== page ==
Money -- as we know -- is a tool for economizing on exchange, including exchange across time.

As well as a unit of account.

As a unit of account, money has *different* properties across time that is does not have so much of at an instance in time -- ie money is not as rigid and in hanging as a measure across time as, say, an elementary school ruler is ridged as a measuring rod -- a ruler doesn't change the significance of it's measuring units across time, or in different places or contexts. And there aren't institutions tied to the measuring units of a ruler which unpredictably change the significance of those units,

As Bohm-Bawerk & Wieser showed -- "interest" as a time discount inter-relating time preference with alternative output depending on alternative time lengths of production, is a non-optional feature of choice and our world -- you can't eliminate it.

You have to master that concept *before* you analyse the phenomena of interest on money loans -- not well, most all economists have demonstratively *not* mastered that concept,

Nick,

"I don't think you'd ever get to a position where banks charged negative margins on lending though, would you? Surely, they would just reduce leverage, eventually just lending out their capital."

good point on leverage reduction

I'm used to thinking of the interest margin component that reflects the balance sheet mismatch where there is interest revenue against equity with a zero interest cost - i.e. you can still calculate a net interest margin for an equity only funded bank - in this case, there could be a negative margin on that basis

Although this isn't about the time value of money per se, but rather time preference proper, one way I sometimes ask a related question is as follows: "Would you rather receive a free slice of pizza this week" or a "free slice of pizza some time next year"?

And my usual reasons for time preference are:
1. Impatience
2. Probability of death
3. Diminsihing marginal utility due to expected income/wealth growth

I then also talk about the opportunity cost for 'investors' to explain positive real interest rates (this is of course, not directly related to the pizza question).

I'm still eagerly waiting for Frances' post on social discount rates...

Nick, I think what you really wanted to do was ask a microeconomist/decision theorist. I completely agree with the statement "What it really means is that we are not indifferent about the timing of the delivery of goods." But it seems to me that you could have cut out about 90% of the post. We just one additional question for the students:

Suppose instead you ask students: "Which would you prefer: I give you *perishable food item* now; or I give you *perishable food item* one year from now?"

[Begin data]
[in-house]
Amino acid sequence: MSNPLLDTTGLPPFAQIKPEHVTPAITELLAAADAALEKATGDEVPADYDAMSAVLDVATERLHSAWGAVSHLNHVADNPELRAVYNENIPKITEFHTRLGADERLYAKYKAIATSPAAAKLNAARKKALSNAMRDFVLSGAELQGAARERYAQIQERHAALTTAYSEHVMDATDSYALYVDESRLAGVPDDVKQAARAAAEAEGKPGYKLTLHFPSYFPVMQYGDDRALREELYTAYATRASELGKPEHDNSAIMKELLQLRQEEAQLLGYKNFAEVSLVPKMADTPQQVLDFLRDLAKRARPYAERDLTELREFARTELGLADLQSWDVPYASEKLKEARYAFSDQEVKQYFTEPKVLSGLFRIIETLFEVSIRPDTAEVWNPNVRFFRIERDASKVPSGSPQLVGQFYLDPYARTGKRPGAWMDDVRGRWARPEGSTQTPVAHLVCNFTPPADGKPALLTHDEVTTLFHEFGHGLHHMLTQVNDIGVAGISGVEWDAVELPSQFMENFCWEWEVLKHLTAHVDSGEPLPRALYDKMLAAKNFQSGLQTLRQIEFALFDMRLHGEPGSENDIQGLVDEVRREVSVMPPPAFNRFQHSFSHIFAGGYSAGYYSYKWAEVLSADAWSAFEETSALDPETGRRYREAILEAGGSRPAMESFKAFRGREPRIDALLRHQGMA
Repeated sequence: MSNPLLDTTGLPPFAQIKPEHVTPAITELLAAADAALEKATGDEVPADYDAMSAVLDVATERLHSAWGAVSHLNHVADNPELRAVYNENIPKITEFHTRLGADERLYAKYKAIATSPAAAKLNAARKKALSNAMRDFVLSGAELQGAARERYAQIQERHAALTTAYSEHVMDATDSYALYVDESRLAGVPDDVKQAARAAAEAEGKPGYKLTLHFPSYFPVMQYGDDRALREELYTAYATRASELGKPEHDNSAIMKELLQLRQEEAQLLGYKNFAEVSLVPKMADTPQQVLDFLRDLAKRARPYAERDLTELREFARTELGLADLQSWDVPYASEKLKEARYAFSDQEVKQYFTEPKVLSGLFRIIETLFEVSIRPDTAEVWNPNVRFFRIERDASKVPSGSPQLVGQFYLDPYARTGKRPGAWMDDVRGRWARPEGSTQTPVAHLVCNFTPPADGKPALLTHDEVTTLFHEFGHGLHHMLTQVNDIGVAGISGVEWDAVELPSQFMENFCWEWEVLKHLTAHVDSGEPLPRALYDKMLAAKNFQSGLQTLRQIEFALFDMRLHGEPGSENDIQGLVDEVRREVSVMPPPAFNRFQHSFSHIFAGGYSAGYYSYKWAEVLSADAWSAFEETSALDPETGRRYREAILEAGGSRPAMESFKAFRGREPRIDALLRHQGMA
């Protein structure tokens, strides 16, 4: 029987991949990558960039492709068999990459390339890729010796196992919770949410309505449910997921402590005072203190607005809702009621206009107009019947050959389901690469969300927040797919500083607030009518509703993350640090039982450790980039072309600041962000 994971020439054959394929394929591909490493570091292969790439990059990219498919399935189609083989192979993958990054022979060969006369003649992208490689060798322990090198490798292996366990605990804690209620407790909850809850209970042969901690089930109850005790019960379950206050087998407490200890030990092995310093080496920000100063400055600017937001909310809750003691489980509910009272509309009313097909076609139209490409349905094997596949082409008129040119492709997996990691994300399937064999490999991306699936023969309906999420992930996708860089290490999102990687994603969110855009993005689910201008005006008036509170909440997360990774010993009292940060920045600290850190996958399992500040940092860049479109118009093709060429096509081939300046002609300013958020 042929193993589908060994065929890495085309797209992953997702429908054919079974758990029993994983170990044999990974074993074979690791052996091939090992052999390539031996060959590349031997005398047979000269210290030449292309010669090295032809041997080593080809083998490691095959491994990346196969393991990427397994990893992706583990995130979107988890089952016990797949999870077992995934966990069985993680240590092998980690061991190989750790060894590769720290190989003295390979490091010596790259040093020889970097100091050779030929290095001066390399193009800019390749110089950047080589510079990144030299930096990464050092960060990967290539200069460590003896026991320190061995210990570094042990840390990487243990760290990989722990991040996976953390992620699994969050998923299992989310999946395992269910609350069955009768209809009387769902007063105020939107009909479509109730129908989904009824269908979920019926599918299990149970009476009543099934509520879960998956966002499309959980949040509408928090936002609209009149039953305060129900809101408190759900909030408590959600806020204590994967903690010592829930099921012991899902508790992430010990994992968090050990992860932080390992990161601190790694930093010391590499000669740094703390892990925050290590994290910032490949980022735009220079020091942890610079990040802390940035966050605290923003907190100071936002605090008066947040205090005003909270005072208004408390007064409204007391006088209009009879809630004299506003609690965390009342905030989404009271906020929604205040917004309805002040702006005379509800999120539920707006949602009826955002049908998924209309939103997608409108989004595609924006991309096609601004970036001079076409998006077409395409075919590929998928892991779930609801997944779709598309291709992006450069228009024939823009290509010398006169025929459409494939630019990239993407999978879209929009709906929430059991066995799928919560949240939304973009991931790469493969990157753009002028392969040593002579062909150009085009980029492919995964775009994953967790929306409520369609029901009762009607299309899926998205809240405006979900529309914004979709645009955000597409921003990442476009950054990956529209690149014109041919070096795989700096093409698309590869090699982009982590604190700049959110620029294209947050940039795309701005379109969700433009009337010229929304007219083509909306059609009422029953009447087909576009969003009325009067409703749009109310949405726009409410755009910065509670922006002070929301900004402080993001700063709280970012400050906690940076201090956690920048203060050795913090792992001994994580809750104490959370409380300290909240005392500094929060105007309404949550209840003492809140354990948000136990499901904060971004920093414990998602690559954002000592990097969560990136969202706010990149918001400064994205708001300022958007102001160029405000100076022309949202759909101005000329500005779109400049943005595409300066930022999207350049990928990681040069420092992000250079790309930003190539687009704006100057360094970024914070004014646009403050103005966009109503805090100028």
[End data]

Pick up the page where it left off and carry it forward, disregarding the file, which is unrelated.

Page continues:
And from this the time preference for consumption becomes immediately apparent to the students.

If I'm remembering correctly, I have seen Nick Rowe, Scott Sumner, and others say for every borrower there is a lender. That means if the borrower repays the loan, the lender should be able to spend. Is that right?

Nick--
I am not sure I get your point. Yes, the time value of money is simply a reflection of positive interest rates. I figure businesspeople find it convenient to express it this way.

In an economics course, we ask "why are interest rates positive?" In a finance course, especially 101, we ask: "What should we do given that interest rates are positive?" Sooner or later, finance students learn the Fisher model and understand where it comes from. But I'm not sure I follow why they should do macro in an intro finance course.

Also, why do you write ' "finance" literature' instead of just 'finance literature'? Maybe I don't get the style but it seems to be a putdown.

Jeff J: "I think there is a disconnect between this statement and the answers you get when asking what people will actually prefer. Given a 2% interest rate, how many people will prefer 100\$ now over \$102 one year from now? Well over 50%, I'd guess. Given a 2% interest rate I'd bet more people would prefer \$100 now over \$110 a year from now."

If you get those responses, and the 2% interest rate is the rate at which that person can (risklessly) borrow money, the people are probably not making rational decisions (well, at least for the second option). But, the problem is you are thinking about what the "man on the street" would think, as opposed to thinking about someone who is rational and faces zero transaction costs would do, faced with an (unusual) 2% interest rate.

"The return on risky assets is always going to be at a positive spread over risk-free assets, isn't it?"

Are you sure? If you have a nominal dollar numeraire (say your assets/liabilities are nominal), then real dollars are risky. If you have a real dollar numeraire (say your assets/liabilities are inflation-adjusted) then nominal dollars are risky. Yet the spread cannot simultaneously be positive in both directions.